Marc Short, who is President Donald Trump’s top Hill-outreach aide, will quit this month and join a D.C. lobbying firm run by establishment Republicans.
Media reports by the Washington Post and other outlets say Short will leave the White House by August after failing to win substantial funding from Congress for Trump’s border wall or to persuade Hill legislators to implement Trump’s election-winning immigration-reform plan. But Short did work hard to pass the 2017 tax cut.
Short’s departure comes just before Trump tries for the third time to win funding for his popular agenda in the annual government funding bill, due for completion on October 1. Trump is trying to get several billion dollars for wall construction on the border with Mexico, in the face of opposition from Democrats and passivity from the business-first, establishment wing of the GOP.
Short’s departure also throws into disarray a claimed White House push to persuade Congress to help end the catch-and-release rules which allow many migrants into the United States. Breitbart News reported that White House Deputy Press Secretary Hogan Gidley said:
The President is going to make a major legislative push this summer to have Congress close the dangerous catch-and-release loopholes in our immigration law. These loopholes are exploited by illegal immigrants and put American lives at risk.
Short is a former top aide to the Koch network, which is still pushing for a bigger inflow of immigrant workers, consumers, and renters. Trump picked him to run his Hill outreach office at the advice of Vice President Mike Pence, who hired Short during the 2016 campaign, even though Short also helped to run a NeverTrump operation during the primaries.
In the White House job, Short did little to push Trump’s immigration agenda. For example, Politico reported in February that:
In his first year as Trump’s top liaison to Congress, Republicans say Short has been more of a facilitator, rather than an arm-twister. That role will become particularly critical on immigration – an issue Congress has spectacularly failed to resolve in the past.
“I don’t see him as the real deal-maker so much as the kind of go-between, the mediator,” said Sen. Shelley Moore Capito (R-W.Va.), who’s interacted with Short on a host of issues including health care, the opioid crisis and energy policy. “He doesn’t try to reshape our thoughts. He sort of takes it in, and then, I’m assuming, reports back to the White House.”
After leaving the White House, Short will join the establishment-GOP lobbying firm named Guidepost Strategies, a small lobbying firm which was co-founded by Phil Cox. The firm’s ties to the business-first wing of the GOP are highlighted by the firm’s website, which says:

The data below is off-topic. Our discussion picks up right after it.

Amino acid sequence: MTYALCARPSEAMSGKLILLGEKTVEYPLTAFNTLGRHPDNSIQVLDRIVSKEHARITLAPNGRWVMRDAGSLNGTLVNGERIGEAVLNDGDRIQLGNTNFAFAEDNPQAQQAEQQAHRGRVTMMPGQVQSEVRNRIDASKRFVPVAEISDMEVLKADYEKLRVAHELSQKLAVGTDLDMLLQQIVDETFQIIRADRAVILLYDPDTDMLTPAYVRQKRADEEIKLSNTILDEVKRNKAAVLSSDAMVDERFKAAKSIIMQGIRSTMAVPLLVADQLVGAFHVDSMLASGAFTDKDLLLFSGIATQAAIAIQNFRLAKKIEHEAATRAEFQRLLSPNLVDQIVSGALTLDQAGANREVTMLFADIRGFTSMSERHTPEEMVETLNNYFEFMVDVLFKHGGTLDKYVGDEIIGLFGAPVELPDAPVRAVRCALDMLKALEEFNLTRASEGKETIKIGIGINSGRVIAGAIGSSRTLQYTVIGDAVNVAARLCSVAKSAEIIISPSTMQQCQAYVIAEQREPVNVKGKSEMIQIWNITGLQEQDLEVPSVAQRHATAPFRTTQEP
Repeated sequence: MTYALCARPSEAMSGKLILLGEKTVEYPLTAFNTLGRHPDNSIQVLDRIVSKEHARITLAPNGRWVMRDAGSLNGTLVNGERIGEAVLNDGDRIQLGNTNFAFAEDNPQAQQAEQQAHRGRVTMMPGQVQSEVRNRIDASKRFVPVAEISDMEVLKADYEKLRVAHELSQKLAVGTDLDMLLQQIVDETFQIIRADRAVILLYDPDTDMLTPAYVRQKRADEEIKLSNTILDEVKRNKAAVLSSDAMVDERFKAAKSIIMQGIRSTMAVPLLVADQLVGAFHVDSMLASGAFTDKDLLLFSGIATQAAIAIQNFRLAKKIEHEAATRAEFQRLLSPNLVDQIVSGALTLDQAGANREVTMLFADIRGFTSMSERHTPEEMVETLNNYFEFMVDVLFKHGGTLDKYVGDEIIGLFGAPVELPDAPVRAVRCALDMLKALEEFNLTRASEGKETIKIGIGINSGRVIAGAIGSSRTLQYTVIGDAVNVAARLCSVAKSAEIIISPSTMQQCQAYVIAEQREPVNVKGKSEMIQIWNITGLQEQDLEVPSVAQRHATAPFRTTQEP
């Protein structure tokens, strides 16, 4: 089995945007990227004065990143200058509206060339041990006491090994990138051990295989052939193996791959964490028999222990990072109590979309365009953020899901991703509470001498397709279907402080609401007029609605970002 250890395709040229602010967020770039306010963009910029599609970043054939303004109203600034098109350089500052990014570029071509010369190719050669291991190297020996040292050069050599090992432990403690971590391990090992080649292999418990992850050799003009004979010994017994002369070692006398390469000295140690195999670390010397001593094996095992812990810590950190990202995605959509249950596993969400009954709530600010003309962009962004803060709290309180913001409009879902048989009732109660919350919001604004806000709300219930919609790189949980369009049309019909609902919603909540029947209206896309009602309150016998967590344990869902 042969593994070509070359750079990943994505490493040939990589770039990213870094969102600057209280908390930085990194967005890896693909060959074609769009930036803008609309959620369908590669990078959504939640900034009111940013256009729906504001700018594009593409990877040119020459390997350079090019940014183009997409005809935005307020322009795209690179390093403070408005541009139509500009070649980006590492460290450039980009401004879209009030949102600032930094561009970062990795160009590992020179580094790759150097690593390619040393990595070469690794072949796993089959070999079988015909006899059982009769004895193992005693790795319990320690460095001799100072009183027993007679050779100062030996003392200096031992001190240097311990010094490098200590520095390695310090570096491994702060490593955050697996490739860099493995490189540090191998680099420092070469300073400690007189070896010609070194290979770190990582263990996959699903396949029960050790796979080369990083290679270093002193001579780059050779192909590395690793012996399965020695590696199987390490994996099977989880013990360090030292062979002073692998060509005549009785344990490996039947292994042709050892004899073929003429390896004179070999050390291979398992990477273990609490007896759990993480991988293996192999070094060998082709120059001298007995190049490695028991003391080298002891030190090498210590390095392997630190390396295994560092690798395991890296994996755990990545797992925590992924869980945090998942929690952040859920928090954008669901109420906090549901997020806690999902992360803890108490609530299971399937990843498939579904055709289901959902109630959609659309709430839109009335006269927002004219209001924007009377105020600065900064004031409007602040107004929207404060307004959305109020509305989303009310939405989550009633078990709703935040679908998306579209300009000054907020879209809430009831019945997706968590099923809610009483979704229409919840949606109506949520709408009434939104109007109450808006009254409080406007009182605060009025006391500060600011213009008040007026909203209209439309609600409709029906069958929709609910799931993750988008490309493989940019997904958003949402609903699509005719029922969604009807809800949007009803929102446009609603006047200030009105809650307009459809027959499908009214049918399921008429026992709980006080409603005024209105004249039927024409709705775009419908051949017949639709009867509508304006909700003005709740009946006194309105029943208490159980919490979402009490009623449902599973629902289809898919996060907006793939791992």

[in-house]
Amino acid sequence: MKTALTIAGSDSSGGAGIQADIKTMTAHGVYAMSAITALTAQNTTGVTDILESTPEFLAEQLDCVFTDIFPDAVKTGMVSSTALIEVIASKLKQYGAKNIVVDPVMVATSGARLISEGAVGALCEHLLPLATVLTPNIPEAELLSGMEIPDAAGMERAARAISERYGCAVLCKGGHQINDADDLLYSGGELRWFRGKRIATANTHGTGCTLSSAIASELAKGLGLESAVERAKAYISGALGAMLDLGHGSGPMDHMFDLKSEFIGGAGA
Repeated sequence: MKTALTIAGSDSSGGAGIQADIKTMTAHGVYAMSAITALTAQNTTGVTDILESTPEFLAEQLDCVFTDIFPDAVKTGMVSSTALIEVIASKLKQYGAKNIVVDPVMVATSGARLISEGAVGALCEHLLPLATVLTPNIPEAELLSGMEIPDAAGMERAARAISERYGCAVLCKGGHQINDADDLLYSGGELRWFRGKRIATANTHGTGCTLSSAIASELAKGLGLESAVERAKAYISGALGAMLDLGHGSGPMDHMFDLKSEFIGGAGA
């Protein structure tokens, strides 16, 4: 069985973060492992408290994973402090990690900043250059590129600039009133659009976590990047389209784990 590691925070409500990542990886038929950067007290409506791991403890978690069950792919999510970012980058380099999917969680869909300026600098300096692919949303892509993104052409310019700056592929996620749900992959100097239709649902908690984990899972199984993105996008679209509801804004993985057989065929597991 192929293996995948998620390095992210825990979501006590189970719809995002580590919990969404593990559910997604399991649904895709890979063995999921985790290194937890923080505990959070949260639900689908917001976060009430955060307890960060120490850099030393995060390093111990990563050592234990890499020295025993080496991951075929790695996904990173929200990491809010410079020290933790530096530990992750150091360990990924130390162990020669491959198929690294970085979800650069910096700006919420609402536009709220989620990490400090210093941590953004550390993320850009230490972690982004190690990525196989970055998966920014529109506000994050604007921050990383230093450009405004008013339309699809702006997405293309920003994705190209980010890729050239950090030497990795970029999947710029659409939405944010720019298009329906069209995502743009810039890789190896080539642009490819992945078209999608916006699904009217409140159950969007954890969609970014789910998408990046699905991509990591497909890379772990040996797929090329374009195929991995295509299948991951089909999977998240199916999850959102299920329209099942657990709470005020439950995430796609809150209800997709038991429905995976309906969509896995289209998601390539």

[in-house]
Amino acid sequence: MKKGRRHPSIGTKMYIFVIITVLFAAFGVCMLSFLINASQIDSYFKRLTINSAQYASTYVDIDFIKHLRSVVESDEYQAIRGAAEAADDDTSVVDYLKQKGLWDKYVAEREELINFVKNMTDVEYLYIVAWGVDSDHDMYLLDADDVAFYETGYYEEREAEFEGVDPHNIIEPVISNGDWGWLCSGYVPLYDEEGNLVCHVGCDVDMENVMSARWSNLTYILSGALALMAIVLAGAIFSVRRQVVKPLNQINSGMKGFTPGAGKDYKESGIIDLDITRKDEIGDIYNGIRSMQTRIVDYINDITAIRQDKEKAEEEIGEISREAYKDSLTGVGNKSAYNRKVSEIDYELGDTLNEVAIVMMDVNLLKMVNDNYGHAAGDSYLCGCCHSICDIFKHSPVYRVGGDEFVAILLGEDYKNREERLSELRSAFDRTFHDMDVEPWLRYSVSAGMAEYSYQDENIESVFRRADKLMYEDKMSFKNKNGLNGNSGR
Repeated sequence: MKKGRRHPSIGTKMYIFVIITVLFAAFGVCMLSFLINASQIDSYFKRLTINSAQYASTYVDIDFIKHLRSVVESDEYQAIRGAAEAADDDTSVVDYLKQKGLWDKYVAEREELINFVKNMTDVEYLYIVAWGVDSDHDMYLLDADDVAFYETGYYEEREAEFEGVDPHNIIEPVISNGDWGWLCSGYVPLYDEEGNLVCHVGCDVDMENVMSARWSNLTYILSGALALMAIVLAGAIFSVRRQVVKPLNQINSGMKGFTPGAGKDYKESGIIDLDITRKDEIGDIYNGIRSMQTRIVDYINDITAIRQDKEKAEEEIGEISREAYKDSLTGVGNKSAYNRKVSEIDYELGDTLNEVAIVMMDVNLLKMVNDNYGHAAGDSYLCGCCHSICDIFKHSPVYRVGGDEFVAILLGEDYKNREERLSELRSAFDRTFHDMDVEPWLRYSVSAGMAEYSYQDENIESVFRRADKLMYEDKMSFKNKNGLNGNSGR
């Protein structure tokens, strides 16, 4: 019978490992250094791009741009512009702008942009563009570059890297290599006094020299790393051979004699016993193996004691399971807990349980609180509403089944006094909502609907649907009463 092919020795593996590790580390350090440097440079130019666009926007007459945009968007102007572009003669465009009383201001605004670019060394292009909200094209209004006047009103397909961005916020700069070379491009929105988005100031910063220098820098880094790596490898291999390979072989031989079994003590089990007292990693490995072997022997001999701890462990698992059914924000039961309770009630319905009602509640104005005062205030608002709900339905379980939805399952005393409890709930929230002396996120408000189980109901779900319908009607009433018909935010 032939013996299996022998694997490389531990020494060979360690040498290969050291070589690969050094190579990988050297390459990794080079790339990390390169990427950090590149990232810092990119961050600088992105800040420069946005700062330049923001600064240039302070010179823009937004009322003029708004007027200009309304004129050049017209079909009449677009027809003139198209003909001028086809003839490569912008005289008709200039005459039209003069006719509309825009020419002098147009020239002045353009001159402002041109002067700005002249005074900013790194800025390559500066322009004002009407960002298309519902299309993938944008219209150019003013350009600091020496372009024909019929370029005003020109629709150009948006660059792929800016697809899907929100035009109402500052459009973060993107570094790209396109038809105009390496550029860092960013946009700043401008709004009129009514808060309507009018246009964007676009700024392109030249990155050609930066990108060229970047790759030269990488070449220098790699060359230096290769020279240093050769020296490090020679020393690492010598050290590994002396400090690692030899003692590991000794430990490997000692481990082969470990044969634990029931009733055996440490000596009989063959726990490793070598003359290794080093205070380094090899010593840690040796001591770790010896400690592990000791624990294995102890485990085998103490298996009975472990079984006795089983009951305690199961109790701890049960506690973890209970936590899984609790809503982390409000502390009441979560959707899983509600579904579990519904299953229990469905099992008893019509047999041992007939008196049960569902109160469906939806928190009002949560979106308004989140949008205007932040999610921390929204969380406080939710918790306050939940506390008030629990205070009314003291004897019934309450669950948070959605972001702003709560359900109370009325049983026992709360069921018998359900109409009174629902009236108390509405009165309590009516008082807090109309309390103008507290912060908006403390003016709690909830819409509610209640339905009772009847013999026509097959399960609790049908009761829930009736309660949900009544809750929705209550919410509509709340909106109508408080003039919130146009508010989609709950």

From 2011-2014, Phil [Cox] served as Executive Director of the Republican Governors Association, serving as a senior political and policy adviser to the nation’s 31 Republican Governors, while directing more than $250 million in support to candidates in all 50 states. He currently serves on the Board of the Mitch McConnell-aligned Senate Leadership Fund, which spent more than $150 million in 2016 helping to strengthen the GOP Senate majority.
The site says that another co-founder, Marie Sanderson:
began her public service career on Capitol Hill for United States Senator Thad Cochran in 2003, where she served as Legislative Assistant and Deputy Press Secretary on the staff of the Appropriations Chairman. Following her tenure on Capitol Hill, Marie began working for Governor Haley Barbour where she served as the Policy Director to the Governor. From 2010-2015, Marie served as Policy Director for the Republican Governors Association (RGA) and the Republican Governors Public Policy Committee (RGPPC)
A “principal” at the firm, Liesl Hickey is:
a veteran political strategist who has spent her career helping Republicans expand their reach in swing areas across the country. This election cycle, she has been an advisor to the National Republican Congressional Committee, [Jeb Bush’s] Right to Rise Super PAC, Congresswoman Cathy McMorris Rodgers, Congressman Mike Coffman and Clear Path Action Fund.
Short’s quick departure suggests he is not needed to ensure confirmation of judge Brett Kavanaugh to the Supreme Court.